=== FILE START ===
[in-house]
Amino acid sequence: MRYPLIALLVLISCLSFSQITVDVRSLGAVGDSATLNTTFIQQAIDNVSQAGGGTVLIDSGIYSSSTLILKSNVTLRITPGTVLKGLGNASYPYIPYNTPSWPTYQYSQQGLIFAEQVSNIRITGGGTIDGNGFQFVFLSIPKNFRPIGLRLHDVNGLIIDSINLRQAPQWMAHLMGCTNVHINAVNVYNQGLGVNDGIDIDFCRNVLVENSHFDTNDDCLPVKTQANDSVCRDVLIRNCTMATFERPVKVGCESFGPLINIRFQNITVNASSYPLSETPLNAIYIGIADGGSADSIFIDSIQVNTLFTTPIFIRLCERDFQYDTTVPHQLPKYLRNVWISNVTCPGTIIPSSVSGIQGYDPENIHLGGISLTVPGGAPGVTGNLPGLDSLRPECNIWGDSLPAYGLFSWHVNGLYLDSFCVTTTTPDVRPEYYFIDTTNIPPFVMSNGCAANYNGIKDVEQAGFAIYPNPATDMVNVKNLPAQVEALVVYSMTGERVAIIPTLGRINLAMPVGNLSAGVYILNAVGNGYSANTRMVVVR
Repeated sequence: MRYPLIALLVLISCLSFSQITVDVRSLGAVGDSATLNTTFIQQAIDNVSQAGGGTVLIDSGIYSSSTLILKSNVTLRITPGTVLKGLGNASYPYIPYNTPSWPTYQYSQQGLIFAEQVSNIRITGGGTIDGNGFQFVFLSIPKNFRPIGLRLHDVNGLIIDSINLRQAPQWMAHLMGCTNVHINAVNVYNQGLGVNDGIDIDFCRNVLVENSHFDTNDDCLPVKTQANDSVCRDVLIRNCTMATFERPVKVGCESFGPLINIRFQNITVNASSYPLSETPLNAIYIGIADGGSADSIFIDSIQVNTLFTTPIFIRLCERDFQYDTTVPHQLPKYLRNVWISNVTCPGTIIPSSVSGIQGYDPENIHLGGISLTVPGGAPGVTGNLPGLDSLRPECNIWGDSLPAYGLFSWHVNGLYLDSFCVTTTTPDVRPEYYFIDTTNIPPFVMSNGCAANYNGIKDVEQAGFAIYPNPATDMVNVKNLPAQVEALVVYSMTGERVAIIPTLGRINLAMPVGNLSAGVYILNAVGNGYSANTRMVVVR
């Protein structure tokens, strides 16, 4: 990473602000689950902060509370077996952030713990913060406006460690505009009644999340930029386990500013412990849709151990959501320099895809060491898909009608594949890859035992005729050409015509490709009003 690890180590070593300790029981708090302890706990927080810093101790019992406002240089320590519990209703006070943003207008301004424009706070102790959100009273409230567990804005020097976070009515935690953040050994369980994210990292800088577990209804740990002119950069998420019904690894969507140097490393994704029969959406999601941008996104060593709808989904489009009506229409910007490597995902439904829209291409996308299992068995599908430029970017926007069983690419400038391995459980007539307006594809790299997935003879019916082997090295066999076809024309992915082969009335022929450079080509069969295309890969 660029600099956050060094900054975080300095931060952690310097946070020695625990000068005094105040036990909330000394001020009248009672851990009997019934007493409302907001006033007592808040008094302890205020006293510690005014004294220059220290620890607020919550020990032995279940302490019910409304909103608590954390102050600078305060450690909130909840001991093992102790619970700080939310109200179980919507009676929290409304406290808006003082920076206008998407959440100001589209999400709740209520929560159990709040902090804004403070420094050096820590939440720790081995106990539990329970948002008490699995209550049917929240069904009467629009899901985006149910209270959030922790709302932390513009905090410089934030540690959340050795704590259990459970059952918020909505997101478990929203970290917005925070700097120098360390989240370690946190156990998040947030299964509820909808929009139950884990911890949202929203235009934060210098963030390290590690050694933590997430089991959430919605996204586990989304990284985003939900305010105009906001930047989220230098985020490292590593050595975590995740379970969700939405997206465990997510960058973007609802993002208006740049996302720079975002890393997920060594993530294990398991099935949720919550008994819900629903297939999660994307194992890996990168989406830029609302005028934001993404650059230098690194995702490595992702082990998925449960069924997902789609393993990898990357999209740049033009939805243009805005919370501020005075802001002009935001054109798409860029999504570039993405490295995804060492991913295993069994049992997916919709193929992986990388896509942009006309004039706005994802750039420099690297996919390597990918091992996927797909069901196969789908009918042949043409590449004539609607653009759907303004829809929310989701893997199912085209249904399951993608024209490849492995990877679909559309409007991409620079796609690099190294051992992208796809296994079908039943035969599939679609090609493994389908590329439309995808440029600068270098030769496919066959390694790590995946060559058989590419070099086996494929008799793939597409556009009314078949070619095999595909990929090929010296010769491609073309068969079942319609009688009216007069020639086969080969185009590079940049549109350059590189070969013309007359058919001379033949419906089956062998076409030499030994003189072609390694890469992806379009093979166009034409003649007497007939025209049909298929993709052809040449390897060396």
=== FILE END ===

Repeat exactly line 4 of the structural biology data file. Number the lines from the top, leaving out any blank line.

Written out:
């Protein structure tokens, strides 16, 4: 990473602000689950902060509370077996952030713990913060406006460690505009009644999340930029386990500013412990849709151990959501320099895809060491898909009608594949890859035992005729050409015509490709009003 690890180590070593300790029981708090302890706990927080810093101790019992406002240089320590519990209703006070943003207008301004424009706070102790959100009273409230567990804005020097976070009515935690953040050994369980994210990292800088577990209804740990002119950069998420019904690894969507140097490393994704029969959406999601941008996104060593709808989904489009009506229409910007490597995902439904829209291409996308299992068995599908430029970017926007069983690419400038391995459980007539307006594809790299997935003879019916082997090295066999076809024309992915082969009335022929450079080509069969295309890969 660029600099956050060094900054975080300095931060952690310097946070020695625990000068005094105040036990909330000394001020009248009672851990009997019934007493409302907001006033007592808040008094302890205020006293510690005014004294220059220290620890607020919550020990032995279940302490019910409304909103608590954390102050600078305060450690909130909840001991093992102790619970700080939310109200179980919507009676929290409304406290808006003082920076206008998407959440100001589209999400709740209520929560159990709040902090804004403070420094050096820590939440720790081995106990539990329970948002008490699995209550049917929240069904009467629009899901985006149910209270959030922790709302932390513009905090410089934030540690959340050795704590259990459970059952918020909505997101478990929203970290917005925070700097120098360390989240370690946190156990998040947030299964509820909808929009139950884990911890949202929203235009934060210098963030390290590690050694933590997430089991959430919605996204586990989304990284985003939900305010105009906001930047989220230098985020490292590593050595975590995740379970969700939405997206465990997510960058973007609802993002208006740049996302720079975002890393997920060594993530294990398991099935949720919550008994819900629903297939999660994307194992890996990168989406830029609302005028934001993404650059230098690194995702490595992702082990998925449960069924997902789609393993990898990357999209740049033009939805243009805005919370501020005075802001002009935001054109798409860029999504570039993405490295995804060492991913295993069994049992997916919709193929992986990388896509942009006309004039706005994802750039420099690297996919390597990918091992996927797909069901196969789908009918042949043409590449004539609607653009759907303004829809929310989701893997199912085209249904399951993608024209490849492995990877679909559309409007991409620079796609690099190294051992992208796809296994079908039943035969599939679609090609493994389908590329439309995808440029600068270098030769496919066959390694790590995946060559058989590419070099086996494929008799793939597409556009009314078949070619095999595909990929090929010296010769491609073309068969079942319609009688009216007069020639086969080969185009590079940049549109350059590189070969013309007359058919001379033949419906089956062998076409030499030994003189072609390694890469992806379009093979166009034409003649007497007939025209049909298929993709052809040449390897060396």